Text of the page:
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Cervical Screening

Matawai waha kōpū: tō matawainga, tō whiringai Cervical screening: your test, your choice

What is cervical screening?

Cervical screening tests for cancer-causing strains of the human papillomavirus (HPV).

Cervical cancer is one of the most preventable cancers. Regular cervical screening and human papillomavirus (HPV) immunisation are the best ways to protect yourself.

There are now two options for having your cervical screening test: a vaginal swab where you can self-test or a trained professional can assist you or, you can choose to have a cervical sample (what used to be called a smear test) taken by a healthcare provider.

Why get screened?

Almost all cervical cancer is caused by human papillomavirus (HPV). The virus is very common and is spread by intimate skin-to-skin contact or any sexual activity. Most adults will have HPV at some time in their lives. With regular cervical screening any changes on the cervix can be detected and treated before they become cancers.  Each year, 180 people get cervical cancer in Aotearoa New Zealand. Of the people who develop cervical cancer in in Aotearoa, 85% have either never been screened or have not had regular screening.

Who should have smear tests?

You are encouraged to participate in the screening programme if you are a wāhine/woman or anyone with a cervix, aged
25 to 69, including anyone who:

  • has ever had intimate skin-to-skin contact or any sexual activity (even if they haven’t been sexually active for a long time)

  • has only had non-penetrative sex (i.e., oral sex)

  • is straight, gay or bisexual

  • is transgender, non-binary or intersex, and has a cervix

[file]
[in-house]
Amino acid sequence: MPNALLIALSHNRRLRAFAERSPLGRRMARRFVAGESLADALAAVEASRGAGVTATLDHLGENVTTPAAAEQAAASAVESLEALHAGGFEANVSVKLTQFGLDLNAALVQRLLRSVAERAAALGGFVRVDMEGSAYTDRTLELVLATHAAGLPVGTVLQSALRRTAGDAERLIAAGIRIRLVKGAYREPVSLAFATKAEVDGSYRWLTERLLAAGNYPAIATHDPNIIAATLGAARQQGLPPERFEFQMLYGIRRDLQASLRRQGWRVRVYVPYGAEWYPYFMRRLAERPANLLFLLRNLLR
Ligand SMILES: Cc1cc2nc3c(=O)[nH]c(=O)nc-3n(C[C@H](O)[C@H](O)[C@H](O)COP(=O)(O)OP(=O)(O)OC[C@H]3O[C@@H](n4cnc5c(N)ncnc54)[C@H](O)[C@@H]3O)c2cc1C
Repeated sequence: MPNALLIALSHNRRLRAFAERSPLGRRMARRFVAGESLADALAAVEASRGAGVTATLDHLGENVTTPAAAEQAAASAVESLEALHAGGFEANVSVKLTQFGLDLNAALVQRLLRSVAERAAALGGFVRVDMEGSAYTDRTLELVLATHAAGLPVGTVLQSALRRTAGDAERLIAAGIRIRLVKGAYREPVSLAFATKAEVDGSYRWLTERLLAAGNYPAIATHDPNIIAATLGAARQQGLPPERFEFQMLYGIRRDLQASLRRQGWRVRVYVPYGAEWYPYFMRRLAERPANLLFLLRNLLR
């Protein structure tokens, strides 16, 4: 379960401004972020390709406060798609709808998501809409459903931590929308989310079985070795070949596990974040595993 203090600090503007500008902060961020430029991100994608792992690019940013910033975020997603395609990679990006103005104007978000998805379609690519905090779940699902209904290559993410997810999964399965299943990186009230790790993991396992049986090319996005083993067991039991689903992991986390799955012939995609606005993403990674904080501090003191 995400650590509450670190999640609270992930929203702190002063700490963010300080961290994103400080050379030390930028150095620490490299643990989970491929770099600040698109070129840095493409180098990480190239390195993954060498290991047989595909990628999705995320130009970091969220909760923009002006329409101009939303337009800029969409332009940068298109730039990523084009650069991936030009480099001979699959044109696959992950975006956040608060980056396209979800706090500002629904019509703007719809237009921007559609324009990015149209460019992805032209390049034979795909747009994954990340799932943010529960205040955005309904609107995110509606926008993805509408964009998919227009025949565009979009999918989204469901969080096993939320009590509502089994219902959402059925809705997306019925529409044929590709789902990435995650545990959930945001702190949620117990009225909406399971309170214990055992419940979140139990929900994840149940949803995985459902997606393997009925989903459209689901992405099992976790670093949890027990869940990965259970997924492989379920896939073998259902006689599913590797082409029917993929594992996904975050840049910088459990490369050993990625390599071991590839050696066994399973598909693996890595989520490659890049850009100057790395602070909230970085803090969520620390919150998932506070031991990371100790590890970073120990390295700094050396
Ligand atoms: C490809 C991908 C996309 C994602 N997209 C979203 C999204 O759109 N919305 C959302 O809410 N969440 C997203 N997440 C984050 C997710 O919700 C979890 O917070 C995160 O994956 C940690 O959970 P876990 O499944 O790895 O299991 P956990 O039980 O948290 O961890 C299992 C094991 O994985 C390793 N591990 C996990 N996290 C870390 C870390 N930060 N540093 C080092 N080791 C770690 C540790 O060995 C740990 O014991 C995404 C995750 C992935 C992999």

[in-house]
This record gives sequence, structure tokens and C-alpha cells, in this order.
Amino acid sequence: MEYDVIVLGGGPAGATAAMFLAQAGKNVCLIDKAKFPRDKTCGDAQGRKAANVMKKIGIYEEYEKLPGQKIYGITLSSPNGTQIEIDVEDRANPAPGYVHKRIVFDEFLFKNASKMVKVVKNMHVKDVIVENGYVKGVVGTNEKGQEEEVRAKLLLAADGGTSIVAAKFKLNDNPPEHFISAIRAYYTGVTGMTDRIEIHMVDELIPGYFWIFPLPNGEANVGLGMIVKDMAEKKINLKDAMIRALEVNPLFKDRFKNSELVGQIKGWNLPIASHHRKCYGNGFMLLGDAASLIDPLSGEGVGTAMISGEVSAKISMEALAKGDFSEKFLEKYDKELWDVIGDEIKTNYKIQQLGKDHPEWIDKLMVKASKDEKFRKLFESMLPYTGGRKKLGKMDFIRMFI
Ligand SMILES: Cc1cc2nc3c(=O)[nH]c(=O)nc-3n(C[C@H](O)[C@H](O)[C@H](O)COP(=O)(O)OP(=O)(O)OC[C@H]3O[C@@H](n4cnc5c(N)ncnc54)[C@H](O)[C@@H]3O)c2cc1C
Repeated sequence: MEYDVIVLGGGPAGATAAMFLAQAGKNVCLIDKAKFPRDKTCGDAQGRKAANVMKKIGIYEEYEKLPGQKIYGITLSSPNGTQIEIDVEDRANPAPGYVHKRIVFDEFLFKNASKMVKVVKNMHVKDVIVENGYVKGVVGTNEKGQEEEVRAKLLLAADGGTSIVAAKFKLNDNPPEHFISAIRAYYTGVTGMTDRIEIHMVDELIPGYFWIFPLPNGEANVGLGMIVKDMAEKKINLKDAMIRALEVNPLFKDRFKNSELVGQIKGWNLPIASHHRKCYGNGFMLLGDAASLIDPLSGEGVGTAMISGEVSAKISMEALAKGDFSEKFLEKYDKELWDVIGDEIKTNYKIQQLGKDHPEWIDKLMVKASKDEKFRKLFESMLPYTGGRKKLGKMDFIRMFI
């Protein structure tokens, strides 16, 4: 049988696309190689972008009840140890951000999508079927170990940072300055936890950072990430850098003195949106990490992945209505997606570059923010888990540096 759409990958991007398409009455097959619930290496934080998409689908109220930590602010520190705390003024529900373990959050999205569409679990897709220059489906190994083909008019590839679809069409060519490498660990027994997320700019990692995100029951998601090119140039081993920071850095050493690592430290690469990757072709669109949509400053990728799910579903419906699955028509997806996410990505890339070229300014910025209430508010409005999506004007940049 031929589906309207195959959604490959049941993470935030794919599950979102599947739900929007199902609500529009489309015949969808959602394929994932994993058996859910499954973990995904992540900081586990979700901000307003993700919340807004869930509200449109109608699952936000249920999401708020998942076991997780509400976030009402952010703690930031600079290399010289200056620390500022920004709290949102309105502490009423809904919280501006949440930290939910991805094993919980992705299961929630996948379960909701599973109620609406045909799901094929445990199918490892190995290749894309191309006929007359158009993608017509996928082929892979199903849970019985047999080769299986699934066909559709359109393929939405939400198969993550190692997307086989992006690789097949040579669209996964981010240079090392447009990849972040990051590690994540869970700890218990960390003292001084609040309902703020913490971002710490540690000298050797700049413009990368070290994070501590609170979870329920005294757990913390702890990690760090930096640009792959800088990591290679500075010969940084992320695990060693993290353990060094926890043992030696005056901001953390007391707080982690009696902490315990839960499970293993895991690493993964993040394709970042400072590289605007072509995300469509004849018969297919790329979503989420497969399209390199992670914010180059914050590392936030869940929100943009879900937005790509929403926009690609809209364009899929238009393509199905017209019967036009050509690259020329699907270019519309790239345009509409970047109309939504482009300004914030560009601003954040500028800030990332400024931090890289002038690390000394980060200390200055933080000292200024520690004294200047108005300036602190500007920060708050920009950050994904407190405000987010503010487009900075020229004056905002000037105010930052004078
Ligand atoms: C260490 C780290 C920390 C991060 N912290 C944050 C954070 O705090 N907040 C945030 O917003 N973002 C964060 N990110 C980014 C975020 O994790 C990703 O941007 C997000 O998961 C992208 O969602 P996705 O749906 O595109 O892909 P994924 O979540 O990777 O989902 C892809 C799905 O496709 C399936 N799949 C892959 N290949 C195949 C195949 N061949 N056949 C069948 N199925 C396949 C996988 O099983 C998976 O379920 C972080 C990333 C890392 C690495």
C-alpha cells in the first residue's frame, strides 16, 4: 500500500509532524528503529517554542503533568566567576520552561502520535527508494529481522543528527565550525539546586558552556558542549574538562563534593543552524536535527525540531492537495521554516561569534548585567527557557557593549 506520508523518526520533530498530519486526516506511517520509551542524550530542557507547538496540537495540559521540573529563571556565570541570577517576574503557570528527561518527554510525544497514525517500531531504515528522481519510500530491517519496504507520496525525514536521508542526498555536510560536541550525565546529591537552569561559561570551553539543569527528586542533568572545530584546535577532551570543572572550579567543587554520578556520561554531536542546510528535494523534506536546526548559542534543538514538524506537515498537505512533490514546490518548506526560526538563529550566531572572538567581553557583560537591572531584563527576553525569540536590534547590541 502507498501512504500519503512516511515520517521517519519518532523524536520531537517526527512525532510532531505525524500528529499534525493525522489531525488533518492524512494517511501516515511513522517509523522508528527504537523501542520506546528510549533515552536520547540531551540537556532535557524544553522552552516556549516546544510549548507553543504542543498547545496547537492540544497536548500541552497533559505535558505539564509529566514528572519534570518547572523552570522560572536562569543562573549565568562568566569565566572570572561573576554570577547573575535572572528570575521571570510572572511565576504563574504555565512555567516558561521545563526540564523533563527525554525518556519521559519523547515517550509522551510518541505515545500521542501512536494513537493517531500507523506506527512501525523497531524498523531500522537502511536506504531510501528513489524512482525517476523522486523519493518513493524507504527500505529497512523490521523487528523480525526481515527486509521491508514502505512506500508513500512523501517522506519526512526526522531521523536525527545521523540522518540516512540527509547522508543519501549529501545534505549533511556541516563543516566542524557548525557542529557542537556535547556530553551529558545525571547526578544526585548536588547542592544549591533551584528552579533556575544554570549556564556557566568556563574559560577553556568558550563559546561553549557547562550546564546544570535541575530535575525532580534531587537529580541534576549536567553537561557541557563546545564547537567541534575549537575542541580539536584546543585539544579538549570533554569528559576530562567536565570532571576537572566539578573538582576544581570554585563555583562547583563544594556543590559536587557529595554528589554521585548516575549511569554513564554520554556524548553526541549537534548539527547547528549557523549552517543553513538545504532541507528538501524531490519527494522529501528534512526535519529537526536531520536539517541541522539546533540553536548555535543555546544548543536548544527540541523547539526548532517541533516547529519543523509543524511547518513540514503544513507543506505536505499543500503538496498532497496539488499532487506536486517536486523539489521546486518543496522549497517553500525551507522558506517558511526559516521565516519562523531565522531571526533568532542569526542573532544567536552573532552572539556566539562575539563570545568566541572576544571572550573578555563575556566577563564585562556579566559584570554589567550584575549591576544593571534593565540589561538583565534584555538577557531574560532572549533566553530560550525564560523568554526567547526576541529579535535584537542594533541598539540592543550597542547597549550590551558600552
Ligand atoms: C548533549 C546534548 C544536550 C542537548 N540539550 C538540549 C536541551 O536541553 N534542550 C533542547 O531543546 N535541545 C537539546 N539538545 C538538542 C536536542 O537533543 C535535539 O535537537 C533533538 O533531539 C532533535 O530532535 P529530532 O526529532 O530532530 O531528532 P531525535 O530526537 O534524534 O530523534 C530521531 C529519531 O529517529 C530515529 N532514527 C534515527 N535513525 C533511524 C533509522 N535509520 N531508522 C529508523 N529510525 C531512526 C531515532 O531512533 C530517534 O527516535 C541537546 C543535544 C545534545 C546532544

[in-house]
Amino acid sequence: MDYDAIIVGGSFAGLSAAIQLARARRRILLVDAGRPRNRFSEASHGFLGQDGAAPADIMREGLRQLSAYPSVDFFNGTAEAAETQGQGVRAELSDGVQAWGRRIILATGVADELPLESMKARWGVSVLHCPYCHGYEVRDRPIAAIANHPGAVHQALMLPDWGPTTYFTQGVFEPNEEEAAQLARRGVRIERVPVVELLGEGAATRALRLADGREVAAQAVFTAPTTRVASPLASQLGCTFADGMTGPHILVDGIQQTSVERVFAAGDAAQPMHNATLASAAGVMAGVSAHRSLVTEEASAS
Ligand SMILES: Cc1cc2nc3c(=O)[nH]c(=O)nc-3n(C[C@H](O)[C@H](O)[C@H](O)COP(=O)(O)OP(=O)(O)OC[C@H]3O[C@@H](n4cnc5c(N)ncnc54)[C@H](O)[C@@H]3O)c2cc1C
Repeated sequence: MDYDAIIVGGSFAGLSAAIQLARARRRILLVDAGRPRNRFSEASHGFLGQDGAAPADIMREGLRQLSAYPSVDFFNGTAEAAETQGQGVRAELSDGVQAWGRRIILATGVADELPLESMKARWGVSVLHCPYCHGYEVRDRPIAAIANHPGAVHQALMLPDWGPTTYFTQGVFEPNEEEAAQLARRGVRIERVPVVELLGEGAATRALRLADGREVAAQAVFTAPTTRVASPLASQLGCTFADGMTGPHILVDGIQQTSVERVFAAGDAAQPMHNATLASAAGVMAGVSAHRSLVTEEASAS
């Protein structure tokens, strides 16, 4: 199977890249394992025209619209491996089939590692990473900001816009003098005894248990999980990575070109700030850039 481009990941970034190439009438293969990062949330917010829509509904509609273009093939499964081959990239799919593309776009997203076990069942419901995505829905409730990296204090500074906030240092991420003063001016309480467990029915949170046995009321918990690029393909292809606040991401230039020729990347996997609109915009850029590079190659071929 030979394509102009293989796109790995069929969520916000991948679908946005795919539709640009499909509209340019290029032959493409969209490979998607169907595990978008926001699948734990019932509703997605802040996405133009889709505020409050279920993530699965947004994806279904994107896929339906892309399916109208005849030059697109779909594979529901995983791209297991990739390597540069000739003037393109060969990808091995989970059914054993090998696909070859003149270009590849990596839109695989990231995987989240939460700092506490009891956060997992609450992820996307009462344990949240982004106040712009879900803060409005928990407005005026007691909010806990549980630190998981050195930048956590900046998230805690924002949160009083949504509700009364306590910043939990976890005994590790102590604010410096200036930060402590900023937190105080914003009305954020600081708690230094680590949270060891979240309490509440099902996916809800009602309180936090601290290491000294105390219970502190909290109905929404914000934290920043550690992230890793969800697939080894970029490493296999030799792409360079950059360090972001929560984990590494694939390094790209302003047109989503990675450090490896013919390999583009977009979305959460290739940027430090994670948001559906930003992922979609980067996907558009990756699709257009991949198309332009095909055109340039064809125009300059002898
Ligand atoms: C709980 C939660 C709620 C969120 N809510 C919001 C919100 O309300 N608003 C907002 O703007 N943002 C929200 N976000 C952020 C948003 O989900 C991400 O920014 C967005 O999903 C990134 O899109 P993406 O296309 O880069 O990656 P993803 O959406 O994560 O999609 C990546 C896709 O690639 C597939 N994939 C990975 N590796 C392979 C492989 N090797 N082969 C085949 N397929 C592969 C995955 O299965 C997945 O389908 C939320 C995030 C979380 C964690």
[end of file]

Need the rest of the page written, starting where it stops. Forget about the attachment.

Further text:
• has only been with one sexual partner

  • has had the HPV vaccination or not

  • is pregnant or has had a baby

  • has been through menopause

  • has a disability.

If you have had a hysterectomy (removal of the uterus) check with your health provider if you still need to be screened.

What to expect

For most people HPV screening will replace the test (previously called a smear test) where a doctor or nurse performed a vaginal examination and took a cell sample from your cervix.


This new screening can be done as a simple vaginal swab. You can choose to do this as a self-test in a private place in a health clinic (such as behind a curtain or in a bathroom), or you can have your doctor or nurse assist you.

You can also choose to continue to have the test, previously called a smear test, where a cell sample is taken from your cervix.

For most people regular screening will now only be needed every 5 years (or 3-yearly of you are immune deficient).

If you decide to have a self-test, these are the steps to take your sample. At your appointment, one of our female nurses will walk you through the whole process.

If you have a disability or health condition

If you have any special requirements that may make having the test a bit more challenging, let your health provider know beforehand. Tell them know what you need when you make your appointment, and on the day.

If you are pregnant, you can still have a screening test, especially if you have never had one before, are due or overdue for one, have an abnormal screening history, or have been recommended for a follow-up test.

If you have a normal screening history and aren’t overdue for a test, you may prefer to delay your test until three months after the birth. After your baby’s birth you should wait three months to have a cervical screening test. This allows time for the changes of pregnancy to settle.

Bringing a support person

You are welcome to bring a support person or member of your whānau with you.

What can I expect from my results?

Most test results are normal. Around 90% of people screened will be found not to have HPV.


If HPV isn’t found, your risk of developing cell changes that may lead to cancer is very low. This means you won’t need to be screened for another 5 years (3 years if you are immune deficient).

What if HPV is found in my sample?

It doesn’t mean you have cervical cancer. Most HPV infections clear up by themselves. However, if the virus is found, you will be referred for further checks to see if there are any cell changes on your cervix.  It may be recommended that you have a test to check the cells of your cervix (previously called a smear test) or a colposcopy (kol-poss-kapee). Both tests look for cell changes that, if untreated, may develop over time into cervical cancer.

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